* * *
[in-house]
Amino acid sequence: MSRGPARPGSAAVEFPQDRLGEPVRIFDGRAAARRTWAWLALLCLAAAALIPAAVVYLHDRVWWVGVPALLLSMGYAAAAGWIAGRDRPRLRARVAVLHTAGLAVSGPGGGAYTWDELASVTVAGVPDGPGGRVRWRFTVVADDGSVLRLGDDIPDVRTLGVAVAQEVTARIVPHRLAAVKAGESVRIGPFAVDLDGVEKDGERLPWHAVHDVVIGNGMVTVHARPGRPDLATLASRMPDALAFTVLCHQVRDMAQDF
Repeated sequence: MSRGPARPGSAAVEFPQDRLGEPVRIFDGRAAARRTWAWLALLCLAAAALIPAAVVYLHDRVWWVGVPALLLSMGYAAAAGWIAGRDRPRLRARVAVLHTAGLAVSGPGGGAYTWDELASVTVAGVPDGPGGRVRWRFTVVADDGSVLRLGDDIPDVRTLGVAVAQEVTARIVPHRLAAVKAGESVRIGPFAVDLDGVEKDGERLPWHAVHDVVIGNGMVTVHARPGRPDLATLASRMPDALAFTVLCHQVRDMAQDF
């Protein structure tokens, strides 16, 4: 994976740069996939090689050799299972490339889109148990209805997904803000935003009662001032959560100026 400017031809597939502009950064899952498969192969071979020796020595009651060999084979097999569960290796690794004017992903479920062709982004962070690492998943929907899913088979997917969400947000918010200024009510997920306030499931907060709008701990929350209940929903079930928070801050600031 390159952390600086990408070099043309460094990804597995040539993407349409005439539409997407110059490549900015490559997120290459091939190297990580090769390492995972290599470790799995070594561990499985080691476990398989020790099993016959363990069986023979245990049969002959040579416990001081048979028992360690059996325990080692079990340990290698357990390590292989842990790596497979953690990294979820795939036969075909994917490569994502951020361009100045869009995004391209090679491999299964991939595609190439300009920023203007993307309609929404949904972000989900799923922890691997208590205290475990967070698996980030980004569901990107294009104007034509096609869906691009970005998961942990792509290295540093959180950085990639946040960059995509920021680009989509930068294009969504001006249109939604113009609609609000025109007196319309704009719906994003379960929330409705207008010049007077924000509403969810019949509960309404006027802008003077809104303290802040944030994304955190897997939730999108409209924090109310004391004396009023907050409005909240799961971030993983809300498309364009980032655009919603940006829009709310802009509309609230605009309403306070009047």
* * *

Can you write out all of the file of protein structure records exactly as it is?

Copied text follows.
[in-house]
Amino acid sequence: MSRGPARPGSAAVEFPQDRLGEPVRIFDGRAAARRTWAWLALLCLAAAALIPAAVVYLHDRVWWVGVPALLLSMGYAAAAGWIAGRDRPRLRARVAVLHTAGLAVSGPGGGAYTWDELASVTVAGVPDGPGGRVRWRFTVVADDGSVLRLGDDIPDVRTLGVAVAQEVTARIVPHRLAAVKAGESVRIGPFAVDLDGVEKDGERLPWHAVHDVVIGNGMVTVHARPGRPDLATLASRMPDALAFTVLCHQVRDMAQDF
Repeated sequence: MSRGPARPGSAAVEFPQDRLGEPVRIFDGRAAARRTWAWLALLCLAAAALIPAAVVYLHDRVWWVGVPALLLSMGYAAAAGWIAGRDRPRLRARVAVLHTAGLAVSGPGGGAYTWDELASVTVAGVPDGPGGRVRWRFTVVADDGSVLRLGDDIPDVRTLGVAVAQEVTARIVPHRLAAVKAGESVRIGPFAVDLDGVEKDGERLPWHAVHDVVIGNGMVTVHARPGRPDLATLASRMPDALAFTVLCHQVRDMAQDF
């Protein structure tokens, strides 16, 4: 994976740069996939090689050799299972490339889109148990209805997904803000935003009662001032959560100026 400017031809597939502009950064899952498969192969071979020796020595009651060999084979097999569960290796690794004017992903479920062709982004962070690492998943929907899913088979997917969400947000918010200024009510997920306030499931907060709008701990929350209940929903079930928070801050600031 390159952390600086990408070099043309460094990804597995040539993407349409005439539409997407110059490549900015490559997120290459091939190297990580090769390492995972290599470790799995070594561990499985080691476990398989020790099993016959363990069986023979245990049969002959040579416990001081048979028992360690059996325990080692079990340990290698357990390590292989842990790596497979953690990294979820795939036969075909994917490569994502951020361009100045869009995004391209090679491999299964991939595609190439300009920023203007993307309609929404949904972000989900799923922890691997208590205290475990967070698996980030980004569901990107294009104007034509096609869906691009970005998961942990792509290295540093959180950085990639946040960059995509920021680009989509930068294009969504001006249109939604113009609609609000025109007196319309704009719906994003379960929330409705207008010049007077924000509403969810019949509960309404006027802008003077809104303290802040944030994304955190897997939730999108409209924090109310004391004396009023907050409005909240799961971030993983809300498309364009980032655009919603940006829009709310802009509309609230605009309403306070009047």